“Practical Use” of an EHR Using Transcription

Posted on May 12, 2010 I Written By

John Lynn is the Founder of the HealthcareScene.com blog network which currently consists of 10 blogs containing over 8000 articles with John having written over 4000 of the articles himself. These EMR and Healthcare IT related articles have been viewed over 16 million times. John also manages Healthcare IT Central and Healthcare IT Today, the leading career Health IT job board and blog. John is co-founder of InfluentialNetworks.com and Physia.com. John is highly involved in social media, and in addition to his blogs can also be found on Twitter: @techguy and @ehrandhit and LinkedIn.

In a post on EMR and EHR about Transcriptionists Partnering with an EMR Vendor, I got an interesting comment by George Catuogno from StenTel about the various technologies that the Medical Transcription (MT) industry are using alongside EMR software. George called the use of transcription with an EHR “practical use” while still showing “meaningful use.” I think it’s a mistake for any EMR company to ignore the transcription industry.

Here’s George’s description of the medical transcription technologies which I think people will find interesting:

The Medical Transcription (MT) industry actually has done a lot to advance itself amidst HIT, particularly EHR technologies, while supporting narrative dictation, which for many physicians is still the preferred method of information capture because it’s fast and easy (efficient) and it tends to more comprehensively captures the patient “story”. DRT, BESR and NLP are three examples of this. I’ll save the best for last.

1. Discrete Reportable Transcription (DRT) is the process of converting narrative dictation into text documents with discrete data elements than can be easily imported into the appropriate placeholders inside an EMR.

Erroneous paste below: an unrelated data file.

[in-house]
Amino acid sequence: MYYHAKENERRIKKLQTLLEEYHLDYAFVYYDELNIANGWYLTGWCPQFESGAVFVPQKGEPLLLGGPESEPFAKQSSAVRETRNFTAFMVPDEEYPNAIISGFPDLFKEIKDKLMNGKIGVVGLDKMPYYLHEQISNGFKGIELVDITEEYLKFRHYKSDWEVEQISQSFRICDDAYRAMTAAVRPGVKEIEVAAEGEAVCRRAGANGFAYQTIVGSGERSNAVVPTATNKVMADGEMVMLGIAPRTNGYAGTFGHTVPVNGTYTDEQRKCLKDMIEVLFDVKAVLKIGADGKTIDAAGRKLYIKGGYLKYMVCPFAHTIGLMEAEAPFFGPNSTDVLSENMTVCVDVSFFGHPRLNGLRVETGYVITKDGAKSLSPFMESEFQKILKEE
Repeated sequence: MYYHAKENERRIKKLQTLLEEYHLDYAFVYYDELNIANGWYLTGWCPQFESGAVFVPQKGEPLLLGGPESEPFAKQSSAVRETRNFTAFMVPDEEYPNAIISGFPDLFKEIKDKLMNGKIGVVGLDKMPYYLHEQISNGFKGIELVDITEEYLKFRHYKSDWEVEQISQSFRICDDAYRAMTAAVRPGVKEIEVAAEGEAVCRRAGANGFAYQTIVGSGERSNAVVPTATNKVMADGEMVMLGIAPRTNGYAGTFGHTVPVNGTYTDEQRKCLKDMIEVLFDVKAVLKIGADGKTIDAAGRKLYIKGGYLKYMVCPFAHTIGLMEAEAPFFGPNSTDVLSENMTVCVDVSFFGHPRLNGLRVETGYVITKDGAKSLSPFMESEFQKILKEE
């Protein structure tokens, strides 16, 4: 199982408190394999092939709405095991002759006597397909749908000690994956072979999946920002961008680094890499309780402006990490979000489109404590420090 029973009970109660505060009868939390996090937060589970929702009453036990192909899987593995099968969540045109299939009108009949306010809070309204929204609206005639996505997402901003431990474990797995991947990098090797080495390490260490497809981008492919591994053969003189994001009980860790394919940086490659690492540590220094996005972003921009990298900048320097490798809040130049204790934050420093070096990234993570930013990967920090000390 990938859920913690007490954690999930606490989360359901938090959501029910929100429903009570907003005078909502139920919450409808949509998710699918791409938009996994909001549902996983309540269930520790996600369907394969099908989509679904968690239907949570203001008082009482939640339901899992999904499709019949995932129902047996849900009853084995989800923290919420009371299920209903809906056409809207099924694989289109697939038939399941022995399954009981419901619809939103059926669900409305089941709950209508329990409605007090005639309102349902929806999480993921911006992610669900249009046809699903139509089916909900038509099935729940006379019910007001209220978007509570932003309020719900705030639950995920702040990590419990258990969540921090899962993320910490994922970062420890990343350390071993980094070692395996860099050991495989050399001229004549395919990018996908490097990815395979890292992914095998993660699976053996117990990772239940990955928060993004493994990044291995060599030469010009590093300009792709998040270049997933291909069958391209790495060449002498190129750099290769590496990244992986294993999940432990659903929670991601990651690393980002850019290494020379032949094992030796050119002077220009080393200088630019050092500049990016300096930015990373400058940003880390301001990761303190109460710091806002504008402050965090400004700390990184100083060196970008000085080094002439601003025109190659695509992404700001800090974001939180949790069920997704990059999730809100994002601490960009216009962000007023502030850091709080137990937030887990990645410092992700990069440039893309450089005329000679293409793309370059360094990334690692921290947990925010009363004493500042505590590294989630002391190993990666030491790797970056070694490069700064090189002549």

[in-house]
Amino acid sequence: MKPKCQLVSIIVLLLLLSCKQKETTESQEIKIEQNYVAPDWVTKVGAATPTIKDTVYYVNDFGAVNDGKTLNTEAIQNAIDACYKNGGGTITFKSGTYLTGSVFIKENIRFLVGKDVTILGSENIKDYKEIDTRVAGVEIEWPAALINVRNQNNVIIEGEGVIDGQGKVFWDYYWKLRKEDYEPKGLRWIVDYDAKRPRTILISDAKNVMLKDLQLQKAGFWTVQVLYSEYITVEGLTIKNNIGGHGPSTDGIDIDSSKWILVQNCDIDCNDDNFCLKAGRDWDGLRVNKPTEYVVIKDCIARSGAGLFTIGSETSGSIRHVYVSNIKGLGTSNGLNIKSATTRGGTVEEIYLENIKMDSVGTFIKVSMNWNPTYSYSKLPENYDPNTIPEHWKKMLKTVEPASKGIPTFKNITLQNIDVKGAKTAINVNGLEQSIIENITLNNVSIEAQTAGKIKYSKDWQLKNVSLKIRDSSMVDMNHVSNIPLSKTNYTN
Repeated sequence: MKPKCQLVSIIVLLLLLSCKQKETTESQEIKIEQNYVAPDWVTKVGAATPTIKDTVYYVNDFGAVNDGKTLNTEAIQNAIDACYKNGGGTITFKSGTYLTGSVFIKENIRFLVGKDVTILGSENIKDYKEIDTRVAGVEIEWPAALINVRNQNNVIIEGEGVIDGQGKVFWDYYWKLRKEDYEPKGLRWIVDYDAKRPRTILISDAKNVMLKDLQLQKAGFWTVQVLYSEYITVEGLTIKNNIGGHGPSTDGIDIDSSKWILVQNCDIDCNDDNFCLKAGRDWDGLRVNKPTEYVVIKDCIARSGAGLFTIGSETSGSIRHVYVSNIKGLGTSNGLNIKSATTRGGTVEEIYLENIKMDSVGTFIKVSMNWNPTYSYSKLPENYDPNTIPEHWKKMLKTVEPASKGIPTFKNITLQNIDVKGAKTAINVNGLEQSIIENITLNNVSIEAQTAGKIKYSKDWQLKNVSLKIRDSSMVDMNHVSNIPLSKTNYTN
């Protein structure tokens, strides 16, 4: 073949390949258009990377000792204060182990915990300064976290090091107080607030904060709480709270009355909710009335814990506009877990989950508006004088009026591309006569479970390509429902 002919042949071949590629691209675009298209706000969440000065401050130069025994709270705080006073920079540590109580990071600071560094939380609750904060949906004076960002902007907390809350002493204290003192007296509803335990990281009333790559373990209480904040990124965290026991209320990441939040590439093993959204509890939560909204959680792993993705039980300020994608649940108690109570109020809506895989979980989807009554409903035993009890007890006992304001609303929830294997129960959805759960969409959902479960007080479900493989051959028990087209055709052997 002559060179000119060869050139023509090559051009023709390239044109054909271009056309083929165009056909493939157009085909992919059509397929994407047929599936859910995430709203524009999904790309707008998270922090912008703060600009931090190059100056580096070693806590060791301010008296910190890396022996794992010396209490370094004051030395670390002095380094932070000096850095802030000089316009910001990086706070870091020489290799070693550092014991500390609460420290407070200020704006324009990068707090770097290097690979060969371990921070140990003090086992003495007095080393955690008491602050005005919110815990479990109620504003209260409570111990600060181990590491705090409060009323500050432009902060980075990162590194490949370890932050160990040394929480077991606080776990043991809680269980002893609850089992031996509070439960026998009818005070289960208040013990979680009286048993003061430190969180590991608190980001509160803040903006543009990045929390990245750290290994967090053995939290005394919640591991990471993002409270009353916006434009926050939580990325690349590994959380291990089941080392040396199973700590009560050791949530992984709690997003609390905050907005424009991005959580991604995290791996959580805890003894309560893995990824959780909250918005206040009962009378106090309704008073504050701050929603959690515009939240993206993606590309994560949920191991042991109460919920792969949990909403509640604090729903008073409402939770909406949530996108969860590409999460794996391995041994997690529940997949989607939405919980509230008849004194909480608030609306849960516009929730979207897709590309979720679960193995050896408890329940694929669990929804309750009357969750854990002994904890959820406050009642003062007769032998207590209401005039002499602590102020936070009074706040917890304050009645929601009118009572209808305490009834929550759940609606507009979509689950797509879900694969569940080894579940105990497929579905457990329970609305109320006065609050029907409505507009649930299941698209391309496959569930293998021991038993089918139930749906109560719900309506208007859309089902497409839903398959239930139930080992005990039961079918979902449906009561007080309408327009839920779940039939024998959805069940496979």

2. Backend Speech Recognition (BESR) has been in play for years which allows physicans to dictate without engaging the computer for realtime correction. The correction is instead done retrospectively by a medical transcriptionist. Some speech rec technologies (like M*Modal) support data structuring. The gap remains, however, in getting applications written that readily move that strucutred infomration into EHRs like DRT can.

3. Natural Language Processing (NLP) trumps both of these solutions because it takes a narrative report, regardless of how it was created, and codifies it (SNOMED) for a number of extraction, analytics and reporting applications: Patient Summary, DRT feed into an EMR, Core Measures and PQRI, coding automation, interoperability, and support for the majority of Meaningful Use requirements. Secondary use opens up to clinical trials and other applications as well.

Overall, if the transcription industry can market itself and get its messaging out through the right channels regaridng these innovations that augment transcription and keep physicians dictating, then transcription is a terrific EHR adoption facilitator, enables “practical use” along with Meaningful Use, and will remain relevant for the foreseeable future.